The face of the dead Christ, his head sunken into his shoulders, in an icon of "The Man of Sorrows," is surrounded by rivulets of hair and beard drawn as meandering, rhythmic patterns. An orb adorned with symbols for Christ as Eternal Judge represents the heavens, nestling in the left hand of Archangel Michael, but it is less a dynamic sphere than a swirling disk. Both Christ and the angel are low relief forms set in gilded realms rather than worldly figures full of flesh and blood.
Christ is laid out on a tomb slab on an exquisite, 6-foot-long woven liturgical cloth, one of the great treasures made near the empire's end. He is flanked with Communion representations of the body and the blood. The ensemble creates an elaborate, two-dimensional drawing in glittering embroidery thread.
Throughout, gold is a self-evident emblem of material wealth, with all the mundane clout and control that implies. Yet it also carries the pictures' mesmerizing abstraction, which catapults the spiritual end of this art's spectrum.
The show even includes religiously inspired graffiti of startling violence. A first-century marble head of the pagan goddess Aphrodite — a Roman copy of an elegant Greek original by Praxiteles — was literally beaten up. Her nose was broken off to disfigure her beauty, her eyes gouged out to metaphorically blind her and her mouth scarred to stop her from speaking. A cross was crudely chiseled into her forehead.
Take that, pagans!
The exhibition's three galleries touch on the development of Byzantine art from ancient Greece through various iconoclastic controversies and on to Constantinople's occupation by crusaders — which seriously weakened the empire — until the final fall and takeover by the Ottomans. That's a lot of territory to cover. The show can offer only a thousand-year sketch.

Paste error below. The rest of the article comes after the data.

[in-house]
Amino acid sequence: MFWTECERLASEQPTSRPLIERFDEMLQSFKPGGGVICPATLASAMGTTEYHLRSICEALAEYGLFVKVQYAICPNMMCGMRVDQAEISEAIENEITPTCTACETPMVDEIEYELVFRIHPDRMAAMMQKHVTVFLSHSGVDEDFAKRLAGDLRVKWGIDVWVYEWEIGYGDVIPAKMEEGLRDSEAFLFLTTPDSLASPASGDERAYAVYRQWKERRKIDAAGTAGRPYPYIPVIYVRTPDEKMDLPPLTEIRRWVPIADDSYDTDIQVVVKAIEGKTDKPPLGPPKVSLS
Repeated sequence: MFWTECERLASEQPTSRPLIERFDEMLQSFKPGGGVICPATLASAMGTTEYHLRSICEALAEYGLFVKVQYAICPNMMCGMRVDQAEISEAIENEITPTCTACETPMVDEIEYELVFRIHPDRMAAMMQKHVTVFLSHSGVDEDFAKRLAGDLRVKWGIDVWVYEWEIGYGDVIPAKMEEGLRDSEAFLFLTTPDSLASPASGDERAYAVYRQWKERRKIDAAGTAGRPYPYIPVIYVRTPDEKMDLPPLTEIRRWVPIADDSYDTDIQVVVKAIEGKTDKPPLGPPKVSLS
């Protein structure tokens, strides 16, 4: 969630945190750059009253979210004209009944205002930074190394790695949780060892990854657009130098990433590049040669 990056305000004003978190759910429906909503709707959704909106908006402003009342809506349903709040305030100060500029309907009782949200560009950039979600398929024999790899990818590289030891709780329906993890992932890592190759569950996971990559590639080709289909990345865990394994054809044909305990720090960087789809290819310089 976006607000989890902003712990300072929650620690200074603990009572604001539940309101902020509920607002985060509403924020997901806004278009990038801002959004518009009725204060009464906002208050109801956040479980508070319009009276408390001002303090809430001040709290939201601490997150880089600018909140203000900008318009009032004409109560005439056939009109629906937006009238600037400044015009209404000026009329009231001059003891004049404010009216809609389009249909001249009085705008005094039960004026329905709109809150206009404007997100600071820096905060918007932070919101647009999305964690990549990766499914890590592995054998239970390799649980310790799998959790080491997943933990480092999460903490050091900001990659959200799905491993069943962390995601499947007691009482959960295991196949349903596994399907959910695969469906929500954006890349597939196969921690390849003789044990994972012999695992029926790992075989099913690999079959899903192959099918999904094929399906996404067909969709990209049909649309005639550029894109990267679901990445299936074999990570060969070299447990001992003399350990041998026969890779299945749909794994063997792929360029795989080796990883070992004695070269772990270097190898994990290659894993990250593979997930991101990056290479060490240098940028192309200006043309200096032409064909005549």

Its fat catalog, with 25 essays and 95 contributors, offers scholarly detail. (A concurrent show of 17 Byzantine manuscripts and illuminated leaves, including one discovered to have been stolen from a monastery on Mount Athos more than 50 years ago and now slated to be returned to Greece, is at the Getty Center.) Perhaps its chief drawback is an over-emphasis on the Hellenistic roots of Byzantium, which fills the first room.
There is certainly truth to the claim. For example, a big, handsome, carved-marble table support shows the Greek hero Bellerophon riding his winged steed Pegasus to slay the mythic monster, the Chimera. It's easy to see the narrative as a foreshadowing of St. George and the dragon from later Christian myth.
Yet the evolution and flowering of Byzantine art was more a result of shedding Hellenistic naturalism than of building on its precedents. The beat-up Aphrodite sculpture is eloquent evidence of that. The over-emphasis on Hellenism may simply reflect the show's organization by Athens' great Benaki Museum and the Ministry of Culture and Sports, both agencies of the Greek government.
Byzantine art wrapped a linear style of powerful abstraction in gold. That's beautifully encapsulated in the Getty Villa's galleries, comprising what is reportedly the largest show of its kind ever to be seen in Los Angeles.